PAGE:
Hemp growers in central Oregon have taken a battering this summer. In early August, a huge hailstorm dumped golf ball-sized pellets of ice on to the prized crops, wiping out millions of dollars’ worth of the cannabis plant. While crop insurance for hail is available to hemp growers through some private insurance companies, many farmers in the region have chosen to go without due to the high cost of protection and equally significant deductibles. It is those hemp farmers who could not justify paying for crop insurance that are now potentially facing bankruptcy if they can’t recover from the August hail.
Insurance solutions for outdoor cannabis crops are primarily built around parametric underwriting, so they’re weather- or data-driven, explained Chris Boden (pictured), cannabis practice group team leader at Crouse and Associates Insurance Services. They focus on specific perils - like hail, flood, and excess heat - and they’re tailored around those unique perils. At present, the coverages mainly target hemp crops, as opposed to marijuana, and they’re offered (at quite a high price) via specialty markets, wholesale brokers and MGAs.
“I believe the premiums are reasonable based on the significant losses that could potentially happen,” said Boden. “If you look at the hailstorm that happened in Oregon in early August, a policy with a limit of $1.5 million at a cost of $50,000 would have been well worth it for the many cultivators who just lost millions of dollars’ worth of hemp crop.”
With exposure to such significant losses, a question arises as to whether it is worth cannabis cultivators having access to some form of catastrophic crop insurance program. In Boden’s opinion, the short answer is: “Yes.” He said that even if a very high deductible has to be applied so that the program only assumes catastrophic losses, it will have value for crop growers who are at risk of losing all of their hard work on any one day of the crop growing cycle.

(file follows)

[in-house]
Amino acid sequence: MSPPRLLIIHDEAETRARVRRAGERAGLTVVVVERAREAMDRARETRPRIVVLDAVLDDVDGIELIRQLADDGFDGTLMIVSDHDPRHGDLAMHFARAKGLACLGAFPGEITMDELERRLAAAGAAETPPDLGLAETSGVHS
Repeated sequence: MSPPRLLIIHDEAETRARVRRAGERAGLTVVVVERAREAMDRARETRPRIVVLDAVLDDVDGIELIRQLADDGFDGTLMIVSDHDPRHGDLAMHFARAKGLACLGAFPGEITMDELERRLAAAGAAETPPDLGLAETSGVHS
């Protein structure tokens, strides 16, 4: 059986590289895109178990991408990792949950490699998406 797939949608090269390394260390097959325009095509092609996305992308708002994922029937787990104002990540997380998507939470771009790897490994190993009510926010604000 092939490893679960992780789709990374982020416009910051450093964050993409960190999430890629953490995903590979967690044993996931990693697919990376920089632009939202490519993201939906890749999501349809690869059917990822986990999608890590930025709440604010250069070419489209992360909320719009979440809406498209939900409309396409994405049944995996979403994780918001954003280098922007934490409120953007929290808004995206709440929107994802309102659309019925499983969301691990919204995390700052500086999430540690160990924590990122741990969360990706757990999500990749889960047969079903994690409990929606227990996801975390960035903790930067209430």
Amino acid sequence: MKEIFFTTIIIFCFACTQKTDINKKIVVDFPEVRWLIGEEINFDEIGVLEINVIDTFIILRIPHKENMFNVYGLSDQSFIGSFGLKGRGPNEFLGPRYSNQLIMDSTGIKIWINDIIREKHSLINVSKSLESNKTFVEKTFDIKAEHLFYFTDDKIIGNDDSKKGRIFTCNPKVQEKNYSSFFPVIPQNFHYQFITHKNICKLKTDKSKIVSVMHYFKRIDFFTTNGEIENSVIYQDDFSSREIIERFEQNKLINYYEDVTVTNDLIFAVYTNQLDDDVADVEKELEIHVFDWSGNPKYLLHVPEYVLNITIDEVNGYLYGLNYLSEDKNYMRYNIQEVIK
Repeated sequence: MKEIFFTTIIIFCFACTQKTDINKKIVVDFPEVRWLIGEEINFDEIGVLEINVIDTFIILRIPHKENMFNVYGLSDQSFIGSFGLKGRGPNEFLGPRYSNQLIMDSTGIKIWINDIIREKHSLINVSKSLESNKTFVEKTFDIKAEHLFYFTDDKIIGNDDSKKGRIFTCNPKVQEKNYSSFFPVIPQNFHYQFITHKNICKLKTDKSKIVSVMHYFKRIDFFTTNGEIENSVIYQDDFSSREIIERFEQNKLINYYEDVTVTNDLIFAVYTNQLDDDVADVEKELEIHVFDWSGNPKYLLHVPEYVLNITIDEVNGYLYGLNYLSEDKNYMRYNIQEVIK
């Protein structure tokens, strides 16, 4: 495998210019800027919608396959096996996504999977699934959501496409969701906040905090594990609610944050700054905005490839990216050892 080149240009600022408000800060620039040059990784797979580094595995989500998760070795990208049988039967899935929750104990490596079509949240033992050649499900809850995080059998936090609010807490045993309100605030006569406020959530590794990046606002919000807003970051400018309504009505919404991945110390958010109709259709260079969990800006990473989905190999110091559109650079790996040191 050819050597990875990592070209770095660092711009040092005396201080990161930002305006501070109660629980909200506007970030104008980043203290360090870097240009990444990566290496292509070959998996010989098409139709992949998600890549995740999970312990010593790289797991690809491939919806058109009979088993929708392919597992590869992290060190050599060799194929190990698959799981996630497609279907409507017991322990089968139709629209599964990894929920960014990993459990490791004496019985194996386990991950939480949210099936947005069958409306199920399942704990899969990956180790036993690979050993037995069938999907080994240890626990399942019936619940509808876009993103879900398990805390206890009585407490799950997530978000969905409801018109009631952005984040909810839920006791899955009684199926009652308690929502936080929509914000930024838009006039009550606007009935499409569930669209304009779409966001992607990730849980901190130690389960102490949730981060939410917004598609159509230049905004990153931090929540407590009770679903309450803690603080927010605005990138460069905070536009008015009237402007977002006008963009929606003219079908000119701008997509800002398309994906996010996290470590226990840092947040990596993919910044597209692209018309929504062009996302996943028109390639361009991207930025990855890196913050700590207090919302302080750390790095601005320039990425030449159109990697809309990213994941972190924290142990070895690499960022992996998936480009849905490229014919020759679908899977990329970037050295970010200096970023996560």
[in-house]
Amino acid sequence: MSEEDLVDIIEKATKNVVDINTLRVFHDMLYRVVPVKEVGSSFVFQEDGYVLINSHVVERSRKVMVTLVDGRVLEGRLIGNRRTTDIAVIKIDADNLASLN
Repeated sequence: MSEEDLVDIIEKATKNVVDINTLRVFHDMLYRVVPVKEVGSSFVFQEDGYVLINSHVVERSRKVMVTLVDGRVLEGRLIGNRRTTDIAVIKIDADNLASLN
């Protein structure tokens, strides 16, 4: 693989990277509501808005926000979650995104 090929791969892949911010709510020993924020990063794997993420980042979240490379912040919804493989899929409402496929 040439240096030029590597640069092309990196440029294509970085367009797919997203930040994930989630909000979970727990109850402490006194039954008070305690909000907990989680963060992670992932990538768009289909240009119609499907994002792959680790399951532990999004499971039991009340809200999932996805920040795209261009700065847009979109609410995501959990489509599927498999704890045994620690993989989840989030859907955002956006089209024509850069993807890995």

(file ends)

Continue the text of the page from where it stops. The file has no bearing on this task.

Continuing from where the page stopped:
“It could be the first day the crop is planted, when things get destroyed right off the bat, or it could literally be the last day before they harvest the crop – regardless of when catastrophe strikes, cannabis cultivators need some protection,” Boden told Insurance Business. “It’s a bit like health insurance. Young and healthy people might feel like they don’t need it, but if you get into a car crash and you’re seriously injured, paying a crazy $15,000 deductible to trigger that health insurance is better than losing millions of dollars in hospital fees and so on.”
One creative way that cannabis crop cultivators might be able to manage the costs associated with a catastrophic crop insurance program would be to establish a co-op, according to Boden, whereby hemp cultivators in X, Y and Z counties could pool together in order to drive down their premiums and get the coverages they need. But in order for any kind of crop insurance co-op to be successful, more insurance carriers are going to have to get comfortable underwriting outdoor crop risk.
At present, many insurers remain tentative about providing outdoor crop insurance coverage for a number of reasons. Boden explained: “First off, there’s simply less control over the environment. That’s why a lot of cultivators choose to grow indoor or greenhouse crops because they can control those extremes and they can limit damages from extreme weather. When it’s an outdoor crop, they can’t do as much risk mitigation.
“On top of that, another reason why carriers have been tentative is that the values for cannabis crops are so much higher than they are with traditional crops. Even if only a handful of plants are destroyed, that could be a $100,000 loss. One more thing is that everything is data-driven with insurance. How actuaries come up with their premiums and numbers – it’s all based on prior losses and trying to guess what’s going to happen in the future – and at the moment, they just don’t have the numbers or the information they need to accurately write outdoor cannabis crops.”